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How to navigate hybrid financial incentives


Many provider executives have told me they’re more bullish on risk-based arrangements now more than ever before. But even with more risk-based contracts on the books, fee-for-service is far from extinct. The strategic imperative for executives is to find a way to maximize both fee-for-service and value-based incentives—which is no easy task.

Covid-19 exposed how volatile fee-for-service revenue can be. And executives are split on how to lead their transition to risk-based payment. Some are hesitant to shake things up given ongoing financial uncertainty. Others are accelerating toward risk-based payment models in pursuit of more predictable revenue streams.

Either way, the practical reality is that most organizations will still have a sizable fee-for-service business for the foreseeable future. The journey to value is not binary, which leaves executives with the difficult job of leading a clinical enterprise that supports multiple—and oftentimes conflicting— business models.


How we got here

The shift to value-based payment is surprisingly well underway. Advisory Board surveyed 227 provider organizations in December 2020. 70% of organizations reported participating in some form of risk, with one-third in both upside and downside models (full report coming soon).

But it hasn’t been a walk in the park. The transition to value has been disruptively diffuse. The pace of risk adoption is highly variable across payer segments. Plus, risk contracts vary. Take Medicare for example: Medicare has over 17 disparate models to reimburse providers for value. And that’s just one payer—a single provider organization usually has several different contracts with different payers that all look different.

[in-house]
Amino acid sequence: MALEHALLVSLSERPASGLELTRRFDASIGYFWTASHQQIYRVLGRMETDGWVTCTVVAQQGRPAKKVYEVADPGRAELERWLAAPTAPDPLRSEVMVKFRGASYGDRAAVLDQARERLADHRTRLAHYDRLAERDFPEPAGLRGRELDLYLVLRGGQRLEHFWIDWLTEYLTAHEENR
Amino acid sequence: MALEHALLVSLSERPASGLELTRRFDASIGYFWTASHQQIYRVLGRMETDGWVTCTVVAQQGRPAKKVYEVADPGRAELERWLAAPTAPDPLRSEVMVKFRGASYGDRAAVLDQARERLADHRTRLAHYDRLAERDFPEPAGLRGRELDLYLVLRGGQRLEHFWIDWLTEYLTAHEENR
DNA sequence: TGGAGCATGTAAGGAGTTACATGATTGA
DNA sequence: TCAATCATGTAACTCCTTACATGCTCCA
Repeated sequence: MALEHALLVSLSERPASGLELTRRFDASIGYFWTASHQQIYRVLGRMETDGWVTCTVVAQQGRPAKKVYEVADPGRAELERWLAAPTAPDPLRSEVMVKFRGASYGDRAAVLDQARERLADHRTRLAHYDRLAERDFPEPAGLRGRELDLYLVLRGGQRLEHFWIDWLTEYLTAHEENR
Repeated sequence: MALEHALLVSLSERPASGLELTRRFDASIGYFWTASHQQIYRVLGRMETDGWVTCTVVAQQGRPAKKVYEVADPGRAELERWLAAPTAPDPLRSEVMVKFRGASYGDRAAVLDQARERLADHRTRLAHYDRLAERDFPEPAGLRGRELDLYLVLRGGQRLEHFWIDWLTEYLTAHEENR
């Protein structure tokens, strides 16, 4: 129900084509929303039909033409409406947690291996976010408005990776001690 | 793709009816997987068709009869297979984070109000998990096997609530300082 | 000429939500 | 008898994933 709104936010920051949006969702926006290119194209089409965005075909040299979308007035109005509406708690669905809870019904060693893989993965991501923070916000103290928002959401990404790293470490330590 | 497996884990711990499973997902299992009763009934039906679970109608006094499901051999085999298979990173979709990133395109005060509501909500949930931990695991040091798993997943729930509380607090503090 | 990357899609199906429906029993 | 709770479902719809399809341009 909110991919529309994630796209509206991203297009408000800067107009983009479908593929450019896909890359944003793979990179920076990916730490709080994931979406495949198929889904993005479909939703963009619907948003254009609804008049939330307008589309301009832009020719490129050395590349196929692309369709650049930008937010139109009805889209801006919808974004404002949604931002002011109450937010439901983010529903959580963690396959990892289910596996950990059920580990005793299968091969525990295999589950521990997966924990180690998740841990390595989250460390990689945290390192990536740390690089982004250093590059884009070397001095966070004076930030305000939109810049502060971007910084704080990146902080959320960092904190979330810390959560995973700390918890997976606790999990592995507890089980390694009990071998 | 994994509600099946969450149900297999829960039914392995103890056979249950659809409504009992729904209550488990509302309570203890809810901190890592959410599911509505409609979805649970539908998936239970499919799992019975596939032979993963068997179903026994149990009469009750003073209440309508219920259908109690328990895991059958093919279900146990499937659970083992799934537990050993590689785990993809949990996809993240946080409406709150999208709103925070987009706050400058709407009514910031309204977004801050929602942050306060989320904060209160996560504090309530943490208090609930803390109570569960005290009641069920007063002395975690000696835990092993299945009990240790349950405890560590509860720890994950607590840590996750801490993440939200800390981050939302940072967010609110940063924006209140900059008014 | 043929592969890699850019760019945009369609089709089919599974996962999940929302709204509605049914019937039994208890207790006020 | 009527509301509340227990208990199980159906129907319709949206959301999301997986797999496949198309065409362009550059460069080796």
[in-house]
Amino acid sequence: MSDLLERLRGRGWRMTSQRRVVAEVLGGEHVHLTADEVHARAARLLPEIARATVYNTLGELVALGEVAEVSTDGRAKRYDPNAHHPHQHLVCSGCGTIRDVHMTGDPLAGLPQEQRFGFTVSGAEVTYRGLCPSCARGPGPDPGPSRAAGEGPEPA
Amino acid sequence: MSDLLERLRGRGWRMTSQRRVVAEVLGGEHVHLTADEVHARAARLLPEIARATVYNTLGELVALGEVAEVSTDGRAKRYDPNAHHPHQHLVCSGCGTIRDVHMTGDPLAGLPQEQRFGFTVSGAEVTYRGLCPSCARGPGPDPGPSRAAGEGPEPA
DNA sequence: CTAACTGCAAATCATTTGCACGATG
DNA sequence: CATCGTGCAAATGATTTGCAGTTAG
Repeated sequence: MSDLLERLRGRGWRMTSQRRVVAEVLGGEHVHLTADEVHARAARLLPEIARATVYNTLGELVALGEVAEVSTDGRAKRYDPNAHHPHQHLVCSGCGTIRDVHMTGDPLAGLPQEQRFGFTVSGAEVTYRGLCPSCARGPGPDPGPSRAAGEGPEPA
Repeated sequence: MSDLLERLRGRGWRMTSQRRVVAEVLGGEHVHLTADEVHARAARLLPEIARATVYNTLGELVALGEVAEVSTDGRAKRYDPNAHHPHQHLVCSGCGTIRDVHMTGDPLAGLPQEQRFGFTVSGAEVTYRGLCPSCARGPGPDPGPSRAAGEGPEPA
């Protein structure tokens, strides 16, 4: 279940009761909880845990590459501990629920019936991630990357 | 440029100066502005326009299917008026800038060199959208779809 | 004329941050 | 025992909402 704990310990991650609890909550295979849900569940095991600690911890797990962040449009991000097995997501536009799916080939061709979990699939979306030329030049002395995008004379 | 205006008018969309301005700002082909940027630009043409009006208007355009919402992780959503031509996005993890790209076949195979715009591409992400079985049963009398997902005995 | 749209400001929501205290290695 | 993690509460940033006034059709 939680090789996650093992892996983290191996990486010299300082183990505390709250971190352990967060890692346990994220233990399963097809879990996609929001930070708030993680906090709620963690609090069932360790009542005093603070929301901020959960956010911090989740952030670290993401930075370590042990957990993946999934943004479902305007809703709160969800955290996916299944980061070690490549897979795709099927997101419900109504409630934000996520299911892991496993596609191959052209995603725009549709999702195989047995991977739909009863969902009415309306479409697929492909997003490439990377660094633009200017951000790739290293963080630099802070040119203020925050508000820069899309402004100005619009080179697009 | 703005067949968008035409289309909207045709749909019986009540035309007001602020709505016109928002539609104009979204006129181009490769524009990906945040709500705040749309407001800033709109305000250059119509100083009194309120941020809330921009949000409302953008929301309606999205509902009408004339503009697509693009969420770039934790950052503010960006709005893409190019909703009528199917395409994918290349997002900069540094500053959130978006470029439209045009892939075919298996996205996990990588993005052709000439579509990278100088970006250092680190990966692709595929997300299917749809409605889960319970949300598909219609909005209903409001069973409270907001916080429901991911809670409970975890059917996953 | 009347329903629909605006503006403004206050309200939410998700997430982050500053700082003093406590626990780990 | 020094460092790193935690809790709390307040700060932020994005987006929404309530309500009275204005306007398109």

Over ten years after the Affordable care Act spurred value-based care in earnest, it has taken a long time to make progress. Though organizations may be on their path to value, a bulk of their revenue (oftentimes the majority) is still fee-for-service.


Two strategic shifts to navigate hybrid incentives

Barring any major legislation, a hybrid financial model is the new normal. The question is: how do executives navigate simultaneous volume- and value-based incentives for the long haul?

Below, I’ve outlined two shifts executives can make to maximize both.

  • 1. Assume the end-state is a hybrid financial model—not full capitation
  • 2. Allocate wraparound resources to patients covered under risk-based contracts

Parting thoughts

One of the trickiest parts of the transition to value is pacing risk-based payment adoption. Payment transformation consistently lags care model evolution. That’s because payers don’t just hand over risk. Participation in these contracts is contingent on experience effectively managing a population’s needs, improving quality, and decreasing costs.

But you can set the pace. Don’t let value-based care happen to you. Instead, negotiate for the future that you want so that these contracts become enablers, not barriers.

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